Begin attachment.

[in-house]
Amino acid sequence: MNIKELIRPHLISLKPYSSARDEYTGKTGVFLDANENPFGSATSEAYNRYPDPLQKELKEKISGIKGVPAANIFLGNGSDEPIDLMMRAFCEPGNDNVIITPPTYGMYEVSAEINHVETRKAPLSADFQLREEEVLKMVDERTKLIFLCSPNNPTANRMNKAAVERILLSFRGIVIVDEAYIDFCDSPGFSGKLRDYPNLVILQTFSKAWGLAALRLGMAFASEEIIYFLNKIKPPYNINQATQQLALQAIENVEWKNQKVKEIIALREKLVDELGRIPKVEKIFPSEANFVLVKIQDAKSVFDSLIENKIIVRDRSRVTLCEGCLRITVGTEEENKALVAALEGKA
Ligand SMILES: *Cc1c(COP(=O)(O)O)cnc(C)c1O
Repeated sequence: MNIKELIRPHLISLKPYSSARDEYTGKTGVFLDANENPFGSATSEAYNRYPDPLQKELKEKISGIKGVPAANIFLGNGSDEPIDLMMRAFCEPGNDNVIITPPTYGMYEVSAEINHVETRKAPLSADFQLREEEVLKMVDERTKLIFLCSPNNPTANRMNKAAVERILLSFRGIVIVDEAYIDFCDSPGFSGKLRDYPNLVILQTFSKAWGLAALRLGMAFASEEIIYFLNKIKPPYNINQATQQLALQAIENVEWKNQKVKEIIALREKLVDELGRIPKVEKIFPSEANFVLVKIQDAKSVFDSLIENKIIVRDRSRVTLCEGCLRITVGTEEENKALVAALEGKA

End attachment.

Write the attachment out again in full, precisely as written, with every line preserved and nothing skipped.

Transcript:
[in-house]
Amino acid sequence: MNIKELIRPHLISLKPYSSARDEYTGKTGVFLDANENPFGSATSEAYNRYPDPLQKELKEKISGIKGVPAANIFLGNGSDEPIDLMMRAFCEPGNDNVIITPPTYGMYEVSAEINHVETRKAPLSADFQLREEEVLKMVDERTKLIFLCSPNNPTANRMNKAAVERILLSFRGIVIVDEAYIDFCDSPGFSGKLRDYPNLVILQTFSKAWGLAALRLGMAFASEEIIYFLNKIKPPYNINQATQQLALQAIENVEWKNQKVKEIIALREKLVDELGRIPKVEKIFPSEANFVLVKIQDAKSVFDSLIENKIIVRDRSRVTLCEGCLRITVGTEEENKALVAALEGKA
Ligand SMILES: *Cc1c(COP(=O)(O)O)cnc(C)c1O
Repeated sequence: MNIKELIRPHLISLKPYSSARDEYTGKTGVFLDANENPFGSATSEAYNRYPDPLQKELKEKISGIKGVPAANIFLGNGSDEPIDLMMRAFCEPGNDNVIITPPTYGMYEVSAEINHVETRKAPLSADFQLREEEVLKMVDERTKLIFLCSPNNPTANRMNKAAVERILLSFRGIVIVDEAYIDFCDSPGFSGKLRDYPNLVILQTFSKAWGLAALRLGMAFASEEIIYFLNKIKPPYNINQATQQLALQAIENVEWKNQKVKEIIALREKLVDELGRIPKVEKIFPSEANFVLVKIQDAKSVFDSLIENKIIVRDRSRVTLCEGCLRITVGTEEENKALVAALEGKA